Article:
S&P Global Platts is considering adding a key U.S. crude grade to its North Sea benchmark, a move that could transform the way oil prices are set in many parts of the world.
The pricing agency has opened consultations on adding West Texas Intermediate Midland crude to the Dated Brent benchmark and is inviting feedback on the proposal until Feb. 5, according to a statement. Dated Brent is used to set more than two-thirds of the world’s physical oil prices and ultimately helps shape the price of Brent oil futures.
The move reflects the growing importance of U.S. crude internationally -- the country five years ago ended restrictions on oil exports imposed during the energy crises of the 1970s -- and the fact that supplies of some of the North Sea’s key grades are dwindling.
“Since the restart of U.S. crude exports in 2015, WTI Midland has become a baseload grade for European refiners and a core part of the North Sea oil market,” said Vera Blei, head of oil markets price reporting at Platts.
The U.S. exports more than 1 million barrels of the grade daily, and “its inclusion within the Dated Brent basket would provide additional volume and ensure the continued robustness of Dated Brent for the next decade and beyond,” she added. If approved, the change would affect cargoes starting in March 2022.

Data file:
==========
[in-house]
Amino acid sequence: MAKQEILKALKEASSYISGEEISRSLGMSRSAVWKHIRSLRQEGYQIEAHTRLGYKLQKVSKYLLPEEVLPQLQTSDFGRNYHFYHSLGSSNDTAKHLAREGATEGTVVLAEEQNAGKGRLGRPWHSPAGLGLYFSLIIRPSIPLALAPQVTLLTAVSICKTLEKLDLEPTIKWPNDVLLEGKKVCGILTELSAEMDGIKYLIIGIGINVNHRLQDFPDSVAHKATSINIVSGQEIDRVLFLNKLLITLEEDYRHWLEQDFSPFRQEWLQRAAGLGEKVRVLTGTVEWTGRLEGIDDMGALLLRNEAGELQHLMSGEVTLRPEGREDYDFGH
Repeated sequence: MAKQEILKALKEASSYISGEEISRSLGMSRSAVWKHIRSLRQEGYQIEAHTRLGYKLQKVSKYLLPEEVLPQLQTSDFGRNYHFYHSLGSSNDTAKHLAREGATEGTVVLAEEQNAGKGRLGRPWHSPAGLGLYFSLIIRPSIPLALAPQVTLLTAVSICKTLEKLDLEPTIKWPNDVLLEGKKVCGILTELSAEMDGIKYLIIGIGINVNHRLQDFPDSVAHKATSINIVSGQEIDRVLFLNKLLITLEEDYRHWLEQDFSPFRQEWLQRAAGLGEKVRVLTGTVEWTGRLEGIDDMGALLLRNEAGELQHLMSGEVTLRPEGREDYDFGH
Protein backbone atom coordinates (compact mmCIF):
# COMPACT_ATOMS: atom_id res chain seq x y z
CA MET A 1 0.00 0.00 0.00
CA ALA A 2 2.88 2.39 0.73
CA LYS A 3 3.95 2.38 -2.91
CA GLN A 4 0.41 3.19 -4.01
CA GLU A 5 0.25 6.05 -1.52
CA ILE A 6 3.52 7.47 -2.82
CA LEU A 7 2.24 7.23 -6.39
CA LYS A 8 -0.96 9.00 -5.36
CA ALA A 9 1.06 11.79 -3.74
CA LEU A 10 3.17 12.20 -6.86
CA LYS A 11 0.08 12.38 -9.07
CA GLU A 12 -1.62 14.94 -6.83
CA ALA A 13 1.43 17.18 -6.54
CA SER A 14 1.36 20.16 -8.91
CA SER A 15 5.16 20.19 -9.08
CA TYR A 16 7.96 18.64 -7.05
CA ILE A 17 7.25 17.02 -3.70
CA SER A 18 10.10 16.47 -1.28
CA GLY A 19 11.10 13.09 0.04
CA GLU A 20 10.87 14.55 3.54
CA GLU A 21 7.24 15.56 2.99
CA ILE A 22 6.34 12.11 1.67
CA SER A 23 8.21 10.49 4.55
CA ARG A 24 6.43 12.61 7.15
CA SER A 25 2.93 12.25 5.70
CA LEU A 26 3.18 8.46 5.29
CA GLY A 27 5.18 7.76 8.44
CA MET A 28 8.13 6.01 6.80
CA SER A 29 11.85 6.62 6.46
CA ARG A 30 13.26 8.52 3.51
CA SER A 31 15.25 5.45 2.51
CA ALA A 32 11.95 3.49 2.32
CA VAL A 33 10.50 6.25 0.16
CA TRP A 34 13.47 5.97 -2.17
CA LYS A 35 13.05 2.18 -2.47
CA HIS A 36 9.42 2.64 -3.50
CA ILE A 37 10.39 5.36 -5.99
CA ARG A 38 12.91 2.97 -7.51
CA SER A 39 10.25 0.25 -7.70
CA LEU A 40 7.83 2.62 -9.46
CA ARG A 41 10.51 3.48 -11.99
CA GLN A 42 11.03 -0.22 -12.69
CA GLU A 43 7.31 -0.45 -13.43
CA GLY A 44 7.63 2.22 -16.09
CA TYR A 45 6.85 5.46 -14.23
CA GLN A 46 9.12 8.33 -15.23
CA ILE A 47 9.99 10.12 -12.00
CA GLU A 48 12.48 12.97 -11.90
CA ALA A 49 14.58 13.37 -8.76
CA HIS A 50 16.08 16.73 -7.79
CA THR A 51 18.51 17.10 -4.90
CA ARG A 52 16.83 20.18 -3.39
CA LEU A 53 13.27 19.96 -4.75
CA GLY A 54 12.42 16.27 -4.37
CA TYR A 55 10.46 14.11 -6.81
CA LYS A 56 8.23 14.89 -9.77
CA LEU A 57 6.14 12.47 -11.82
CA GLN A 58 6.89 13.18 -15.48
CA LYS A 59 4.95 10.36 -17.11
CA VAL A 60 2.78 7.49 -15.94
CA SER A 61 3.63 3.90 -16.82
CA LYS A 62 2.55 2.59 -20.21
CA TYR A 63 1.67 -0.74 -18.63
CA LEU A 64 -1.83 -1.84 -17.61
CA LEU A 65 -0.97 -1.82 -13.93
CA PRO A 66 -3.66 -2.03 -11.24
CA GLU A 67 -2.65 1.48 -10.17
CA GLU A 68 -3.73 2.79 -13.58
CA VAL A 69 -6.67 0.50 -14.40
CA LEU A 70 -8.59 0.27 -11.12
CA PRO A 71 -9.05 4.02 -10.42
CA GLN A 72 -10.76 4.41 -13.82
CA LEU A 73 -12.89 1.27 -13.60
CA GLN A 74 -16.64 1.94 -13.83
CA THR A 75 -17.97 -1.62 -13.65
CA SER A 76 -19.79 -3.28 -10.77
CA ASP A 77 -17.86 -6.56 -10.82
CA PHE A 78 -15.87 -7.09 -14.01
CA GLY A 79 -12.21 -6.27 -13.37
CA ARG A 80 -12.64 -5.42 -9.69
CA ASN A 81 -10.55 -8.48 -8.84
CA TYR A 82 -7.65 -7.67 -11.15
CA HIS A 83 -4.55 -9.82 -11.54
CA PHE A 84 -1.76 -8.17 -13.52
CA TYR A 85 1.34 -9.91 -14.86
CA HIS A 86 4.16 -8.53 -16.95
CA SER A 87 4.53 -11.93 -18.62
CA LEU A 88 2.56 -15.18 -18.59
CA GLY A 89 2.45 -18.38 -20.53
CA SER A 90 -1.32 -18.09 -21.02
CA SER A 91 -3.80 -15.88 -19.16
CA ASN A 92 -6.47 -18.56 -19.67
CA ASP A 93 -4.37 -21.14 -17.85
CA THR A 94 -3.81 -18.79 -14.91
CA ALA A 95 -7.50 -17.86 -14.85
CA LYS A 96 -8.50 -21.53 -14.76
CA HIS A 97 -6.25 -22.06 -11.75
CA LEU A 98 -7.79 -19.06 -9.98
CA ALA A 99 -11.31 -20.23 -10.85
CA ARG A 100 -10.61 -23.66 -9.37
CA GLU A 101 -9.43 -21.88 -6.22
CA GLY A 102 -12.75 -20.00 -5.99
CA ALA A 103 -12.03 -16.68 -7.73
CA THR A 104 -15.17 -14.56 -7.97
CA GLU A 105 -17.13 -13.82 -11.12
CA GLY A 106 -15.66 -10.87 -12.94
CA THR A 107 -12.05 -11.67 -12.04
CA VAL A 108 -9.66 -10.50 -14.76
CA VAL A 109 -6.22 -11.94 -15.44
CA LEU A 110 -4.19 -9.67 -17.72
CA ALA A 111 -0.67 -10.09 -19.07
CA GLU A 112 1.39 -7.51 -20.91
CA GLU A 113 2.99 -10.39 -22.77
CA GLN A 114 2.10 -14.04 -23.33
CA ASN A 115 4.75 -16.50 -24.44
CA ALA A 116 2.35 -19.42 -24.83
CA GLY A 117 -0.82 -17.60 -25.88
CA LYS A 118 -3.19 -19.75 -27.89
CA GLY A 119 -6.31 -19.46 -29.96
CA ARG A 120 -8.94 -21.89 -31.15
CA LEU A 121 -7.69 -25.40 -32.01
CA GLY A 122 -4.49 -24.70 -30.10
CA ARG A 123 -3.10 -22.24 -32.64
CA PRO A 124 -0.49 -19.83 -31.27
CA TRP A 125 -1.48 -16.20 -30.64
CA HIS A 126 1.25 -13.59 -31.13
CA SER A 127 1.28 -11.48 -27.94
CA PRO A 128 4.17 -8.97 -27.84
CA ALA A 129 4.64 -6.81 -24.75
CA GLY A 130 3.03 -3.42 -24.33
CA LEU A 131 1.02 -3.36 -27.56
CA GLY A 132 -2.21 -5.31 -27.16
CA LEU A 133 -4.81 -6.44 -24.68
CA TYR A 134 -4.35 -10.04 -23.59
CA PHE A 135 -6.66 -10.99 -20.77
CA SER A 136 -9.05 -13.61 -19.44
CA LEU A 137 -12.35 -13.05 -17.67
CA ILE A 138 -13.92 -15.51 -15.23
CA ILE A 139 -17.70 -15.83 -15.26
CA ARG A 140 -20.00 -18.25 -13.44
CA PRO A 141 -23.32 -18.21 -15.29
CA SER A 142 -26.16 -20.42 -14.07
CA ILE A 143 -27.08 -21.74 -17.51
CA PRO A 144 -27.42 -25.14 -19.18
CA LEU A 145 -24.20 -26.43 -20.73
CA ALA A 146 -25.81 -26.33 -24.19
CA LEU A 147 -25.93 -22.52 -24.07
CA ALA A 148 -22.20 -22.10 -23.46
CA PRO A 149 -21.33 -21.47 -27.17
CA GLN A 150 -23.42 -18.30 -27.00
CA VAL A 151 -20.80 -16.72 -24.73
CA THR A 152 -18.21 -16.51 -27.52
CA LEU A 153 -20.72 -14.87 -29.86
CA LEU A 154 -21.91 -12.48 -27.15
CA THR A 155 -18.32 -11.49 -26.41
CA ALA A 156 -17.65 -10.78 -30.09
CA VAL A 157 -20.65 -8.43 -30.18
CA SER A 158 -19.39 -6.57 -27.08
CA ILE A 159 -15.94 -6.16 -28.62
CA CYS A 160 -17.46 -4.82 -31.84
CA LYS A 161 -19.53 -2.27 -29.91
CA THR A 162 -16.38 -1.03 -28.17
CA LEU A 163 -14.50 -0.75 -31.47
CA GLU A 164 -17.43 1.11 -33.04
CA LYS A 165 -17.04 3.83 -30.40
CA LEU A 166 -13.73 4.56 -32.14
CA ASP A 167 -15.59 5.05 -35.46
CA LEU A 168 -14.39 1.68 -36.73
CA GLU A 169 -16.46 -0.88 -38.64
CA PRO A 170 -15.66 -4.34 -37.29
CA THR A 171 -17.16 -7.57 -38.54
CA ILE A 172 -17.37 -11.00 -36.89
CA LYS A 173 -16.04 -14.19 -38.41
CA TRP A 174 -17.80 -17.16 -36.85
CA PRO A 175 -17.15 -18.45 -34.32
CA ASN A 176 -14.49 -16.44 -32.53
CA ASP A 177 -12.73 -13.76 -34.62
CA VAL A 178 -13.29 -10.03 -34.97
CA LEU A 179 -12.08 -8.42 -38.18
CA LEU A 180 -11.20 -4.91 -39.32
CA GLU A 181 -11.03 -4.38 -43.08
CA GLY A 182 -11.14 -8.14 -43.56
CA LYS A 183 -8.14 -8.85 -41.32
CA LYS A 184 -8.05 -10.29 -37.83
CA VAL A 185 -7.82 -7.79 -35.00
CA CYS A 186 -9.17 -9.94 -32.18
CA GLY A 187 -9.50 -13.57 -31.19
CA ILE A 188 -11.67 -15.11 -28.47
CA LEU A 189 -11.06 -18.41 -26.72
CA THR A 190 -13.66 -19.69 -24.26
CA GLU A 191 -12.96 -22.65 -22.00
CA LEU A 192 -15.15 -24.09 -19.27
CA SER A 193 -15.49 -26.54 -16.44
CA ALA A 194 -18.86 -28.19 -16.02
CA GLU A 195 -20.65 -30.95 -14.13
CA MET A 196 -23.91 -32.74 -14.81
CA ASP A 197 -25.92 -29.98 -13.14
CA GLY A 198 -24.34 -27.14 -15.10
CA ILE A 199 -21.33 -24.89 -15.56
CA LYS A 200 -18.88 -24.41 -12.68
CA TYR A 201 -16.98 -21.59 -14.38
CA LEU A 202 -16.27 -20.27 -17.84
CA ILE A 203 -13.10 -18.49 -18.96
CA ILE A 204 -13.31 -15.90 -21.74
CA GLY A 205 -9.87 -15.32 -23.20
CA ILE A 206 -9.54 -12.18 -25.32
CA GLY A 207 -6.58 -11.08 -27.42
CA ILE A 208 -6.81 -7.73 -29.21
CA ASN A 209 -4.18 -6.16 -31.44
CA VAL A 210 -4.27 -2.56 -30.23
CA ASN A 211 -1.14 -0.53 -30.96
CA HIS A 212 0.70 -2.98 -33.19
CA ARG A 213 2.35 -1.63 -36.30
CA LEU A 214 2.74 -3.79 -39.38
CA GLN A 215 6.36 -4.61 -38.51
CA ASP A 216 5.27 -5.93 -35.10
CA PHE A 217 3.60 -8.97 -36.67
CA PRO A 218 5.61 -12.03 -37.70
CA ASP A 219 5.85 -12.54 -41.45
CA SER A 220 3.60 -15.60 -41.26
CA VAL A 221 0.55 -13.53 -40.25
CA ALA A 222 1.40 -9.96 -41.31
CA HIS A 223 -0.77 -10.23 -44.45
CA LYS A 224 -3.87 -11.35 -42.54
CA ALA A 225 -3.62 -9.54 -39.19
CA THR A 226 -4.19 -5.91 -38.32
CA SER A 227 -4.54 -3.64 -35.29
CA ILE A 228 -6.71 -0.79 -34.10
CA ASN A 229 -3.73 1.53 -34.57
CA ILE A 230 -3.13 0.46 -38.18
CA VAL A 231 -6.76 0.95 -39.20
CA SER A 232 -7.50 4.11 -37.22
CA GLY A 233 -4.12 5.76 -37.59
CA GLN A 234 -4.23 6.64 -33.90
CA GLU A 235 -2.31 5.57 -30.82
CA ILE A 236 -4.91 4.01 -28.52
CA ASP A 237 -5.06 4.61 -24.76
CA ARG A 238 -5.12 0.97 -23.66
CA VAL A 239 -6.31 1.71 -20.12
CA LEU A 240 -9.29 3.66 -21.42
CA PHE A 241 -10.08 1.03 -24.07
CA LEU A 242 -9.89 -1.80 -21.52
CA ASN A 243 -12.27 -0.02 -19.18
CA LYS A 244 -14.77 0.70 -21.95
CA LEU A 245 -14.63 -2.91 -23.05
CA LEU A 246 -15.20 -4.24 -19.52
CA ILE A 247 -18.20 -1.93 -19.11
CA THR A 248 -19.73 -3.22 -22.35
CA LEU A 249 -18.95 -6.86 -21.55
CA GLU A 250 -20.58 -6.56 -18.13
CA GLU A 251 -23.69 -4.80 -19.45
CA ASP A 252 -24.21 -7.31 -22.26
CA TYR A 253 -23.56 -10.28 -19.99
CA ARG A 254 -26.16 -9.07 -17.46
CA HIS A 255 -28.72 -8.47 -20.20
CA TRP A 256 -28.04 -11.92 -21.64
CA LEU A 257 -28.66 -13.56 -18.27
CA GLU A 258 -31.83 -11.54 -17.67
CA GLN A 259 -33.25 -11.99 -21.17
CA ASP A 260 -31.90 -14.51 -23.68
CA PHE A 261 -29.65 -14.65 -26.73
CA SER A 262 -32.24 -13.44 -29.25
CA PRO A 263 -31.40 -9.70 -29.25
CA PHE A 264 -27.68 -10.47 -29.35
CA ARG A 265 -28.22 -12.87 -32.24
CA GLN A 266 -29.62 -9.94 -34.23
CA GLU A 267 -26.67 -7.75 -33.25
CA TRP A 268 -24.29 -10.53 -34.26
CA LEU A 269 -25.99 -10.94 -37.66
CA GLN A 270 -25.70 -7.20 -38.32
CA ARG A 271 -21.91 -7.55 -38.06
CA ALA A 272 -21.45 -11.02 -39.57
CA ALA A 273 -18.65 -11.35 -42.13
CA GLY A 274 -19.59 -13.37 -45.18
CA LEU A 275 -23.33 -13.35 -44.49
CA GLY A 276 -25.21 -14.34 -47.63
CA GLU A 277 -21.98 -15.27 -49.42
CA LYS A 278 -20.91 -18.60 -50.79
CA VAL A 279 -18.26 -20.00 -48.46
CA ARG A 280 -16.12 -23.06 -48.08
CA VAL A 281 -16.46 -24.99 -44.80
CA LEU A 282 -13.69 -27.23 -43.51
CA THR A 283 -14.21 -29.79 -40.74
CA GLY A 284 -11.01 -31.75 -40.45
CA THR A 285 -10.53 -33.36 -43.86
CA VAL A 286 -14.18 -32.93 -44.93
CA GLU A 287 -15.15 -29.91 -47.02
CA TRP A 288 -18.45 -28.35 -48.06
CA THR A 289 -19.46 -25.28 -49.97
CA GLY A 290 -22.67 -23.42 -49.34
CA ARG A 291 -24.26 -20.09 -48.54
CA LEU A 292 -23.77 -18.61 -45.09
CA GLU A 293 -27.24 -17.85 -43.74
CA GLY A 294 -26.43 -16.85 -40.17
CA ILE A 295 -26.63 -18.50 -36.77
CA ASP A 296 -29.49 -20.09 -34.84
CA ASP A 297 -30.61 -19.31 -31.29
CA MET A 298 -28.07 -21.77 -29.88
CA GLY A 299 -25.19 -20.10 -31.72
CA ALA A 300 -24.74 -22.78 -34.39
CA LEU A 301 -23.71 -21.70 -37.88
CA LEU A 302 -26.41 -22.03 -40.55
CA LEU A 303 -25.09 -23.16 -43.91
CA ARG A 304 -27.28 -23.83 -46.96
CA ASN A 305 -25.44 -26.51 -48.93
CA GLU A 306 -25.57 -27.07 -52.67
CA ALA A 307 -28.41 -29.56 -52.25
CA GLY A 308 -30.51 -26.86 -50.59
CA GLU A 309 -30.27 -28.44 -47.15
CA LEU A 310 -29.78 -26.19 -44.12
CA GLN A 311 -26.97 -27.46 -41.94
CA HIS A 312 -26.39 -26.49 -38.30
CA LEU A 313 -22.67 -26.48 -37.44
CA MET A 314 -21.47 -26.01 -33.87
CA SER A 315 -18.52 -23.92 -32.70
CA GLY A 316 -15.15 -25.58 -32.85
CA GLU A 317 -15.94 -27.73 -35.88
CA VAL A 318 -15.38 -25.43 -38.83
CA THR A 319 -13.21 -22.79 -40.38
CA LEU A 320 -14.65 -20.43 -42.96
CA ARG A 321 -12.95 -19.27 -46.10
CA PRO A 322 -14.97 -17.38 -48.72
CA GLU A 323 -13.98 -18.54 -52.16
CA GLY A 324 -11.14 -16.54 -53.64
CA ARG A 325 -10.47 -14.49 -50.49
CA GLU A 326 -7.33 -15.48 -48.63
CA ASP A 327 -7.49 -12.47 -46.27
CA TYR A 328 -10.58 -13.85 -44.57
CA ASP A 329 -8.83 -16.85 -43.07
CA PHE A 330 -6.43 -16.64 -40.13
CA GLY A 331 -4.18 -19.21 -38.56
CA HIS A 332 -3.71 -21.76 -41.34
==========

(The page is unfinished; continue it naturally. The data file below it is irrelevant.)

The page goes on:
Europe imported about 443,000 barrels a day of WTI Midland -- a light, sweet crude -- in 2020, according to Platts. Those flows come amid falling production of key North Sea grades. The region’s loadings of Brent, Forties, Oseberg, Ekofisk and Troll crudes combined were about 1.2 million barrels a day in 2015. Since then, they have dropped by 21%, according to Bloomberg calculations.
The pricing agency has previously consulted on adding grades from outside the North Sea to Dated Brent. Last year it chose not to follow up on a proposal that included adding WTI Midland and other grades from across the world. Instead, Platts overhauled the pricing benchmark by adding cargoes delivered to the Dutch port of Rotterdam.
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